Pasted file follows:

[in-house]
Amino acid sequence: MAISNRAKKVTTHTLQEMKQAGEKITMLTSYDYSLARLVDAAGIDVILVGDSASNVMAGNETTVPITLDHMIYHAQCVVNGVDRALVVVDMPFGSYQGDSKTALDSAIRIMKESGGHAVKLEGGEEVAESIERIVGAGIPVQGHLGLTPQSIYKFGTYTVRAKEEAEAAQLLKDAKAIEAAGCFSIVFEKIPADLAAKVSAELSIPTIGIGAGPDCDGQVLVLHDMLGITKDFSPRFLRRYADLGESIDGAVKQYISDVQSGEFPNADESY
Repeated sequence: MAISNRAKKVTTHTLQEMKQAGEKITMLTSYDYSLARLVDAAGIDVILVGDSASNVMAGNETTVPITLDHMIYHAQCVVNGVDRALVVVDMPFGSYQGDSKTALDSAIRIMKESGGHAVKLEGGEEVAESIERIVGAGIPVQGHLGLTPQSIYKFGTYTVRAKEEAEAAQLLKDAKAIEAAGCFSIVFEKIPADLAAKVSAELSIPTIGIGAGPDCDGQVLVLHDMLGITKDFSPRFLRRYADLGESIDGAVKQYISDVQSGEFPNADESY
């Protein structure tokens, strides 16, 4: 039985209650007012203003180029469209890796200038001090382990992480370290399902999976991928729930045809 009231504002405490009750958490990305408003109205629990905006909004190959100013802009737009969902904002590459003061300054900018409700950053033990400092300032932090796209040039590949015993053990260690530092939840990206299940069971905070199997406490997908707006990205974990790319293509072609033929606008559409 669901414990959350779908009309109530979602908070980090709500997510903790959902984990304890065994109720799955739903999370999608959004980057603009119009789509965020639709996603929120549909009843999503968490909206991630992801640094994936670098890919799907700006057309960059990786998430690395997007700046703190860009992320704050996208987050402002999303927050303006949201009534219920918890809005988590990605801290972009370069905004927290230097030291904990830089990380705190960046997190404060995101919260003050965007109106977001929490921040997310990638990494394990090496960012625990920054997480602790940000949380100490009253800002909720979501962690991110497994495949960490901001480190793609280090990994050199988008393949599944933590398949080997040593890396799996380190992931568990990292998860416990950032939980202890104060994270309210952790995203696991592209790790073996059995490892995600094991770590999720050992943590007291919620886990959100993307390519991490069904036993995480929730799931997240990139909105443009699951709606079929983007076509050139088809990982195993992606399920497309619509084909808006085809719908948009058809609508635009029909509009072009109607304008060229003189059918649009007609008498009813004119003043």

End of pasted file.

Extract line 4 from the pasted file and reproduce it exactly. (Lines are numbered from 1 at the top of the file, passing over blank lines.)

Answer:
């Protein structure tokens, strides 16, 4: 039985209650007012203003180029469209890796200038001090382990992480370290399902999976991928729930045809 009231504002405490009750958490990305408003109205629990905006909004190959100013802009737009969902904002590459003061300054900018409700950053033990400092300032932090796209040039590949015993053990260690530092939840990206299940069971905070199997406490997908707006990205974990790319293509072609033929606008559409 669901414990959350779908009309109530979602908070980090709500997510903790959902984990304890065994109720799955739903999370999608959004980057603009119009789509965020639709996603929120549909009843999503968490909206991630992801640094994936670098890919799907700006057309960059990786998430690395997007700046703190860009992320704050996208987050402002999303927050303006949201009534219920918890809005988590990605801290972009370069905004927290230097030291904990830089990380705190960046997190404060995101919260003050965007109106977001929490921040997310990638990494394990090496960012625990920054997480602790940000949380100490009253800002909720979501962690991110497994495949960490901001480190793609280090990994050199988008393949599944933590398949080997040593890396799996380190992931568990990292998860416990950032939980202890104060994270309210952790995203696991592209790790073996059995490892995600094991770590999720050992943590007291919620886990959100993307390519991490069904036993995480929730799931997240990139909105443009699951709606079929983007076509050139088809990982195993992606399920497309619509084909808006085809719908948009058809609508635009029909509009072009109607304008060229003189059918649009007609008498009813004119003043």